Friday, December 03, 2010

reverb10 day 3 - one moment

Today's reverb10 prompt, from the lovely Ali Edwards:

Pick one moment during which you felt most alive this year. Describe it in vivid detail (texture, smells, voices, noises, colors).

One of the things I love about reverb10 is it really makes you look back at your year in detail – and makes you remember things you might otherwise have forgotten. I’ve been taken to checking to see if the prompt is posted before I go out walking in the morning, and then leaving my iPod off and contemplating what I am going to write while I’m out in the freezing cold.

A few ideas came to mind for this prompt, but the one I will talk about today happened during a three-day trip to NYC earlier this year for a conference. Living in Connecticut and having the job I do, I am lucky to be able to go to New York at least a few times a year. But I always go with someone – coworkers, friends, Greg, my mom – there is always someone hitting the streets with me. So while I have some familiarity with the midtown area and how to get from one place to the next, there is always someone to navigate with me (although, seriously, it’s not that hard – I just have a terrible sense of direction. And, did I mention, when I go to New York it nearly ALWAYS rains? Do not plan to go to the city with me if you hate rain).

On the second night of the conference I attended this spring, I was simply exhausted. I had all-day conference activities, went to two shows, and by the time I hit the after-show party around 11 p.m., I was shot (I know, I know, poor me). So instead of waiting for my friend, I went back to the hotel room by myself.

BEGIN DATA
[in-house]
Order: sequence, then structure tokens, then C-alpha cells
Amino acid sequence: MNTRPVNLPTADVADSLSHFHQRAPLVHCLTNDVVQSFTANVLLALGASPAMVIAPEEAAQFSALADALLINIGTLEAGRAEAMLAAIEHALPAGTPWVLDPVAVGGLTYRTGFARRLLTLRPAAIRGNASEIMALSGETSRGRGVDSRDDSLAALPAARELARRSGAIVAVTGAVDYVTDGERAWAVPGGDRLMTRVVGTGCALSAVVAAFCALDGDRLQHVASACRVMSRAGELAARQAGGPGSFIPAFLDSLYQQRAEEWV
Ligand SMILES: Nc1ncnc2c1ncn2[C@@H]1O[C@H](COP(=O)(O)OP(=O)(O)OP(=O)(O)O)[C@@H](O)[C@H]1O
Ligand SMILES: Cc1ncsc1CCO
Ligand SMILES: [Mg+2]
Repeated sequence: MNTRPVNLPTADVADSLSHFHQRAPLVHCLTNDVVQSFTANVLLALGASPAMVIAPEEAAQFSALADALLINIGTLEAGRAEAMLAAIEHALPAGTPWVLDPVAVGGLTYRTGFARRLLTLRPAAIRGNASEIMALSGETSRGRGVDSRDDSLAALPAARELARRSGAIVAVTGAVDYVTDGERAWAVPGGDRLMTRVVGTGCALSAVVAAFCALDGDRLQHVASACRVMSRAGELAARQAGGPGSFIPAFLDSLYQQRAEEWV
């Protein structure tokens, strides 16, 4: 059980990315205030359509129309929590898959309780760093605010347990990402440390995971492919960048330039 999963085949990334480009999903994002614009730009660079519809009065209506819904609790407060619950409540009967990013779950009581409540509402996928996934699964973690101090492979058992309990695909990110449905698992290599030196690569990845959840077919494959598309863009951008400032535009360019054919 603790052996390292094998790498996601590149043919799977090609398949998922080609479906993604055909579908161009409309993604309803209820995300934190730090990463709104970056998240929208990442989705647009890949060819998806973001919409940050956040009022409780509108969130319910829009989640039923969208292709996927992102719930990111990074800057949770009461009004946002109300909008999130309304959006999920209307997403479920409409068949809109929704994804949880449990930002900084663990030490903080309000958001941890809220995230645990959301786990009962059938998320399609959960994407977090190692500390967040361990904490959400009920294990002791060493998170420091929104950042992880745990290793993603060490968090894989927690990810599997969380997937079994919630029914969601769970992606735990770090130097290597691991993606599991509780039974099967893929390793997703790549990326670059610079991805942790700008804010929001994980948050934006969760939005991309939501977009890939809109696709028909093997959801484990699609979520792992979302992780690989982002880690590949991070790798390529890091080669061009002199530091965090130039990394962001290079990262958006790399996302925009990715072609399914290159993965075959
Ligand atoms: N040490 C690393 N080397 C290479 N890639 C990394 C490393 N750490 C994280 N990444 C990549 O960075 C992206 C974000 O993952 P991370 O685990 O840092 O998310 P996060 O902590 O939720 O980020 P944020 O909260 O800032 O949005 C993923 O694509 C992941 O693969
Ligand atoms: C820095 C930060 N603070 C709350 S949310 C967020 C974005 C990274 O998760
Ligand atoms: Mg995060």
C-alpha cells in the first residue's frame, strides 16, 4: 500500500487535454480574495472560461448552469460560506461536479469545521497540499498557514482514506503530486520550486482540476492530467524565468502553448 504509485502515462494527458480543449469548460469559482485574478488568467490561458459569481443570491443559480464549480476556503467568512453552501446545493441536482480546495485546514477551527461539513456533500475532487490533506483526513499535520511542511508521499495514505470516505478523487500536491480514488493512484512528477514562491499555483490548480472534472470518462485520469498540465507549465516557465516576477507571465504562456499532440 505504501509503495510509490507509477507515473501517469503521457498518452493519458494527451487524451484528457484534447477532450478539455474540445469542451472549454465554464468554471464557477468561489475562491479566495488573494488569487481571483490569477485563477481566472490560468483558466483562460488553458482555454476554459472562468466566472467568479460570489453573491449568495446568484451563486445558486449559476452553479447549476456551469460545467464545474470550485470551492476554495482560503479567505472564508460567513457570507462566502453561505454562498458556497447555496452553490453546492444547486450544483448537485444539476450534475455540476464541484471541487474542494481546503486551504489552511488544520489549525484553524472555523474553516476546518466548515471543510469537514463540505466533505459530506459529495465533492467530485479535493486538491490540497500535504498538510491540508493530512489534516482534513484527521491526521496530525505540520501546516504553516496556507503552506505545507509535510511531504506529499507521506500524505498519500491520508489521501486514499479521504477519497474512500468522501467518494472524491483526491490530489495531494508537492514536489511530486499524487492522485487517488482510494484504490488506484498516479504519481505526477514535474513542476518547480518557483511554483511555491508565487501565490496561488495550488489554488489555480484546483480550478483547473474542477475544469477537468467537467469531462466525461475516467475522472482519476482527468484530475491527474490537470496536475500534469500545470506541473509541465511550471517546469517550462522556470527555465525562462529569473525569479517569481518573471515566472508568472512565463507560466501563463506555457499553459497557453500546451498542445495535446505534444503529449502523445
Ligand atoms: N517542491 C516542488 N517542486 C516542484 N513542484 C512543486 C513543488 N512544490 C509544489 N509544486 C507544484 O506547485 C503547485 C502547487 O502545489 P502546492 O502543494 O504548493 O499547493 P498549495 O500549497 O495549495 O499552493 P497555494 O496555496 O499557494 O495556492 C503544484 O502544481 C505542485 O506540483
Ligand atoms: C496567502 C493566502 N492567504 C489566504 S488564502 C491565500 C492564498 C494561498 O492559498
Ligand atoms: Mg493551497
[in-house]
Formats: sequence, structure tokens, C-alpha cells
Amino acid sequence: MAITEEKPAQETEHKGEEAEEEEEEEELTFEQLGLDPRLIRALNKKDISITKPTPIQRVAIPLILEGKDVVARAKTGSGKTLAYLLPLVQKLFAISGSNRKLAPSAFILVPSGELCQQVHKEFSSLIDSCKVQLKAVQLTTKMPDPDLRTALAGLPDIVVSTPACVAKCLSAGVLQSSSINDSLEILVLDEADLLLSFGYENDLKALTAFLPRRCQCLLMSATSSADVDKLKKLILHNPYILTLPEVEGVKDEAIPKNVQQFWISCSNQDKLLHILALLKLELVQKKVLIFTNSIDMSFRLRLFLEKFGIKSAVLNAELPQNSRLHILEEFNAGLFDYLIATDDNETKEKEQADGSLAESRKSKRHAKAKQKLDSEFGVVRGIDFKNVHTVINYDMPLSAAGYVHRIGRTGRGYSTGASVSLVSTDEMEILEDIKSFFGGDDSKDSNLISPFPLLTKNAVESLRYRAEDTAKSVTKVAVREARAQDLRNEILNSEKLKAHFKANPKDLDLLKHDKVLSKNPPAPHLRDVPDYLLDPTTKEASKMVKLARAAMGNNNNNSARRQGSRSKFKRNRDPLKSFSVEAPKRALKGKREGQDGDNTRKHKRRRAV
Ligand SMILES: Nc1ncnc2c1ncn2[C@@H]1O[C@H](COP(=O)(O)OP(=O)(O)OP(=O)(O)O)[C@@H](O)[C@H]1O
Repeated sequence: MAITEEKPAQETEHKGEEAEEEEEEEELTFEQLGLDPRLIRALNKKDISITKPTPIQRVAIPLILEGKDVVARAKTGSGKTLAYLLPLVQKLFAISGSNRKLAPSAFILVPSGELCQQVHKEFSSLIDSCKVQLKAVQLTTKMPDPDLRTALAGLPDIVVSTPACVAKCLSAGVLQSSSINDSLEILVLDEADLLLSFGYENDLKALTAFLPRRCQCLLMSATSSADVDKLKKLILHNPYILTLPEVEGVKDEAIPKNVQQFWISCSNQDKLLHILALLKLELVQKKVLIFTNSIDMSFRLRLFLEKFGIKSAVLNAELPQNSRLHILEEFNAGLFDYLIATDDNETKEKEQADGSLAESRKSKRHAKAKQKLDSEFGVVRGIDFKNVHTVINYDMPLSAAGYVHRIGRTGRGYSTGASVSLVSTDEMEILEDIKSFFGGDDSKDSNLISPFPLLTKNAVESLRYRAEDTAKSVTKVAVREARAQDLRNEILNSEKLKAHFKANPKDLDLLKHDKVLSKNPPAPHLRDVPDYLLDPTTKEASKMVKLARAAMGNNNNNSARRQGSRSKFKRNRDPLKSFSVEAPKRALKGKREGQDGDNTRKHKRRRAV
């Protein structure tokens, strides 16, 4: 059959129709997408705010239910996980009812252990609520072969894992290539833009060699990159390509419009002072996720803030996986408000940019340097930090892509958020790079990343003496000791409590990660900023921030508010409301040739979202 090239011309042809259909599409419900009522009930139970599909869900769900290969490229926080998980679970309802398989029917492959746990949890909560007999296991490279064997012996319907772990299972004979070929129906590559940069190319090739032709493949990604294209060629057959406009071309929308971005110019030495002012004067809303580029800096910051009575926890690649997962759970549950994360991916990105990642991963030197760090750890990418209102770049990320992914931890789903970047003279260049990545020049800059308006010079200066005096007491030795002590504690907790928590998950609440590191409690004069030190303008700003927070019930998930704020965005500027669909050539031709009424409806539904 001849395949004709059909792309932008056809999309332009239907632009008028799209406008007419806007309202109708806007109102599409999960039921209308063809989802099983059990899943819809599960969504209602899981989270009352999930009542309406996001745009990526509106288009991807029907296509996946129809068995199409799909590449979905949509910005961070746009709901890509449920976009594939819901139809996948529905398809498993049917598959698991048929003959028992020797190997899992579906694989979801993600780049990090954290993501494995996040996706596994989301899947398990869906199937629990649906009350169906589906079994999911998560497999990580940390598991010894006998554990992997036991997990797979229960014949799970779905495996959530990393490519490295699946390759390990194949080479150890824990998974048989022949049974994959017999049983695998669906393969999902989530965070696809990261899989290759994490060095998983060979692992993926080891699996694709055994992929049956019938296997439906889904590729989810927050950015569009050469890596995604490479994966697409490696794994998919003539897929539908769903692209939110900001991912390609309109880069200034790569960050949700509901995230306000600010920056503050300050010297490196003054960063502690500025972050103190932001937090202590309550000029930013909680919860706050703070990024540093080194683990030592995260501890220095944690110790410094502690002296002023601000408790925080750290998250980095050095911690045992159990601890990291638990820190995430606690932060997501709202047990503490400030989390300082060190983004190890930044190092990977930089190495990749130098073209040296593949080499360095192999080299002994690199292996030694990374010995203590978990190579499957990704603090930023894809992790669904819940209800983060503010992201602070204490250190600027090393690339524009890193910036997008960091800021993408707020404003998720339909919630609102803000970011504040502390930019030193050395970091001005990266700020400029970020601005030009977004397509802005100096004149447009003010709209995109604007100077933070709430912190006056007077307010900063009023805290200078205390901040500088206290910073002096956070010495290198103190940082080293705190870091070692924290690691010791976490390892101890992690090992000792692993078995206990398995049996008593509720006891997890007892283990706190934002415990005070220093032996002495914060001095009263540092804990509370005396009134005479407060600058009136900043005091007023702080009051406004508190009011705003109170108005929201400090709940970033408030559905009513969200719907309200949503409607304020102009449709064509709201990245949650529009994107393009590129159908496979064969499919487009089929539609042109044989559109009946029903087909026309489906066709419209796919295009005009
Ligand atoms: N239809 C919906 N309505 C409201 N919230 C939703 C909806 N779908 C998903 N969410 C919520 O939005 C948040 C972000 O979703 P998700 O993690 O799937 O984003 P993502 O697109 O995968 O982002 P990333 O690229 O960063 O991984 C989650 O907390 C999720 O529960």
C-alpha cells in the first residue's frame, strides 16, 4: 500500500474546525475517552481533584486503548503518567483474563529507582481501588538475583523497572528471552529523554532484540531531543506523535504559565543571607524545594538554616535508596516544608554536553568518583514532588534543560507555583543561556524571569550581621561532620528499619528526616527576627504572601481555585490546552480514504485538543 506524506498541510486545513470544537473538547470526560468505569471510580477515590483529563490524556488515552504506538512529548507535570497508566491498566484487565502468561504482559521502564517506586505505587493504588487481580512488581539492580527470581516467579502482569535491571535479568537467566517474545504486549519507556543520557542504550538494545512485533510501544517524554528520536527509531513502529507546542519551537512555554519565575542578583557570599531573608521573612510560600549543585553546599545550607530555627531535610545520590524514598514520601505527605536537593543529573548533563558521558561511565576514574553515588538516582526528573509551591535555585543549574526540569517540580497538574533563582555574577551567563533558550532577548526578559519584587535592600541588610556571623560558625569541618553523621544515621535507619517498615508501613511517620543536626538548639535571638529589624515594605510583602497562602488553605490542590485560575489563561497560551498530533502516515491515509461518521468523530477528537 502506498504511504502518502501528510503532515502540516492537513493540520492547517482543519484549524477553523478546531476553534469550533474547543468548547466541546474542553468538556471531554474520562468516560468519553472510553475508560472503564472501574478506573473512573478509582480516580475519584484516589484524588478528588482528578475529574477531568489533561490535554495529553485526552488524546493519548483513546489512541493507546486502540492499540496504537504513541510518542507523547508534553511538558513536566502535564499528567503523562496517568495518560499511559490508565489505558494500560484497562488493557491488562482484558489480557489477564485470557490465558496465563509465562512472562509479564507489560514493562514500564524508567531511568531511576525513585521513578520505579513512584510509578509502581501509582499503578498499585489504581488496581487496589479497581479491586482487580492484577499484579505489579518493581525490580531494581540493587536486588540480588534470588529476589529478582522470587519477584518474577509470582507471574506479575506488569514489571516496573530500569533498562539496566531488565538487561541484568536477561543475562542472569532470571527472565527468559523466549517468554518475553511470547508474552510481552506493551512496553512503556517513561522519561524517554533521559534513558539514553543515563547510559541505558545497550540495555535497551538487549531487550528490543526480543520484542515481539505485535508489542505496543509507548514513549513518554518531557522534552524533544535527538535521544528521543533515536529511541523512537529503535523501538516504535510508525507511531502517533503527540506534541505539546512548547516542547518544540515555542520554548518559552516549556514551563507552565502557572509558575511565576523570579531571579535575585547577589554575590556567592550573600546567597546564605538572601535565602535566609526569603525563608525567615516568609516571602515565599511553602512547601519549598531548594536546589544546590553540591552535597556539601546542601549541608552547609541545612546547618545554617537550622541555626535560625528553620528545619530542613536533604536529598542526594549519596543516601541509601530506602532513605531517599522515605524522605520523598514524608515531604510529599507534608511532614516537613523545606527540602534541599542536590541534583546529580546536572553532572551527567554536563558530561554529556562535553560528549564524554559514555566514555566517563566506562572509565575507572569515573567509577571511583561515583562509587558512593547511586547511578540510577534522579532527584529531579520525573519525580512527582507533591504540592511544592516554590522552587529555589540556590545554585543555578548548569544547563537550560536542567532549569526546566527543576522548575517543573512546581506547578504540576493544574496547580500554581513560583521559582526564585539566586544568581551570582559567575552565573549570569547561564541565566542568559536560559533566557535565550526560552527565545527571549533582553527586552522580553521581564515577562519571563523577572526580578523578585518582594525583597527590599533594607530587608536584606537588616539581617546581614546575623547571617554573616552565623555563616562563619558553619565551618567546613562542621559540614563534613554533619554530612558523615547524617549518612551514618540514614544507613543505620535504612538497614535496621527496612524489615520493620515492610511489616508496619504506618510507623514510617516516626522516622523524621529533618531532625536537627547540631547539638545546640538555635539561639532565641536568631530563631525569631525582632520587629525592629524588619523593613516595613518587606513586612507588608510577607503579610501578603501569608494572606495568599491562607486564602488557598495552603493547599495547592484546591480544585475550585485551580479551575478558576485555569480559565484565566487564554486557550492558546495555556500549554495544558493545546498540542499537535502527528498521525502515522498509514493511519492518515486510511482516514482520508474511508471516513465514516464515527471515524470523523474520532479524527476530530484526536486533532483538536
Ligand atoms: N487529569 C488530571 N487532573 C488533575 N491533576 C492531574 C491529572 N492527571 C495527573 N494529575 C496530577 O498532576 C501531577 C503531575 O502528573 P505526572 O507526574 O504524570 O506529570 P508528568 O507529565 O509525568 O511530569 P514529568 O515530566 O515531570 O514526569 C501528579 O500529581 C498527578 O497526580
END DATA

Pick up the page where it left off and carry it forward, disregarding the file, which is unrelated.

It was only a 10-minute walk or so, but it was the first time I had been in Times Square, by myself, in the middle of the night. You know how they say New York is the city that doesn’t sleep? Seriously, it doesn’t. The weather was actually beautiful for once, nice and warm, there were loads of people out, and the marquees and billboards flashing and blinking created so much light it hardly felt light midnight. I stopped at a foot cart, got a pretzel (is there any pretzel better than the one you get on the street in New York? NO), and wandered slowly back. For someone who is rarely alone, who, between work and home and life has a constant to-do list of responsibilities, It was a truly awesome, freeing moment – despite the fact I was in the middle of city of 9 million people.

I dare anyone not to feel alive in Times Square.


Brad said...

I know exactly what you mean. I travel extensively for work and there's nothing like strolling at night through NY or hitting Shibuya Crossing on a Friday night (A most incredible experience).

Flann said...

I completely agree with this.

My senior year of high school, some dorky fellow X-Files fan friends and I got a couple of hotel rooms and converged on NYC for a weekend to do nerdy things and watch that season's finale together. I still very clearly remember one night we had a late dinner and went bowling in Chelsea somewhere. It was after midnight when we headed back to our hotel in Times Square and it was still so alive. Shops were open, people were out. It was awesome and everything a vacation should be.